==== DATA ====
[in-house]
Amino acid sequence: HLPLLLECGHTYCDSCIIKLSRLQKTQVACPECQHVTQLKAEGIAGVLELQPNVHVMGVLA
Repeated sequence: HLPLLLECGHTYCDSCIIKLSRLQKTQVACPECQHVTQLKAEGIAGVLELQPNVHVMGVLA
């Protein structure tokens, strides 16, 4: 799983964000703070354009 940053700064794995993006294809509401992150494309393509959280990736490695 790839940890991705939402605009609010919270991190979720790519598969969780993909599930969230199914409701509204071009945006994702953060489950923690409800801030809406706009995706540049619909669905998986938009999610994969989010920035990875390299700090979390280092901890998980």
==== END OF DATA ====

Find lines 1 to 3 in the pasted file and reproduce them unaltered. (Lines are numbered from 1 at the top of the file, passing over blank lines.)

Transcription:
[in-house]
Amino acid sequence: HLPLLLECGHTYCDSCIIKLSRLQKTQVACPECQHVTQLKAEGIAGVLELQPNVHVMGVLA
Repeated sequence: HLPLLLECGHTYCDSCIIKLSRLQKTQVACPECQHVTQLKAEGIAGVLELQPNVHVMGVLA